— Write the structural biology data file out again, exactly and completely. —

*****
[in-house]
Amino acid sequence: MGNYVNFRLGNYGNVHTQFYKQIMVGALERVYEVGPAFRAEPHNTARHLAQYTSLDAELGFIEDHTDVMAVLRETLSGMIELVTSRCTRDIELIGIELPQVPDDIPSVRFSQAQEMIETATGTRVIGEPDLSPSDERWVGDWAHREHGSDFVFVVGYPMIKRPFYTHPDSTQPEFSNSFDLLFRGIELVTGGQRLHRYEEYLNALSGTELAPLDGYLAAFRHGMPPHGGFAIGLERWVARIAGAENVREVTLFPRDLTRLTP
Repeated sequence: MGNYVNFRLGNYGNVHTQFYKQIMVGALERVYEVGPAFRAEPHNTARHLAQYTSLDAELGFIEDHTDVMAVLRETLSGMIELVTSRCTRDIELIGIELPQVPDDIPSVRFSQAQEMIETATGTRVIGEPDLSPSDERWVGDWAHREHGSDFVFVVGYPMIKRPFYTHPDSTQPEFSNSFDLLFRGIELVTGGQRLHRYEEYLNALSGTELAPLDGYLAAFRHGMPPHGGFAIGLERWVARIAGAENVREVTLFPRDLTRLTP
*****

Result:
[in-house]
Amino acid sequence: MGNYVNFRLGNYGNVHTQFYKQIMVGALERVYEVGPAFRAEPHNTARHLAQYTSLDAELGFIEDHTDVMAVLRETLSGMIELVTSRCTRDIELIGIELPQVPDDIPSVRFSQAQEMIETATGTRVIGEPDLSPSDERWVGDWAHREHGSDFVFVVGYPMIKRPFYTHPDSTQPEFSNSFDLLFRGIELVTGGQRLHRYEEYLNALSGTELAPLDGYLAAFRHGMPPHGGFAIGLERWVARIAGAENVREVTLFPRDLTRLTP
Repeated sequence: MGNYVNFRLGNYGNVHTQFYKQIMVGALERVYEVGPAFRAEPHNTARHLAQYTSLDAELGFIEDHTDVMAVLRETLSGMIELVTSRCTRDIELIGIELPQVPDDIPSVRFSQAQEMIETATGTRVIGEPDLSPSDERWVGDWAHREHGSDFVFVVGYPMIKRPFYTHPDSTQPEFSNSFDLLFRGIELVTGGQRLHRYEEYLNALSGTELAPLDGYLAAFRHGMPPHGGFAIGLERWVARIAGAENVREVTLFPRDLTRLTP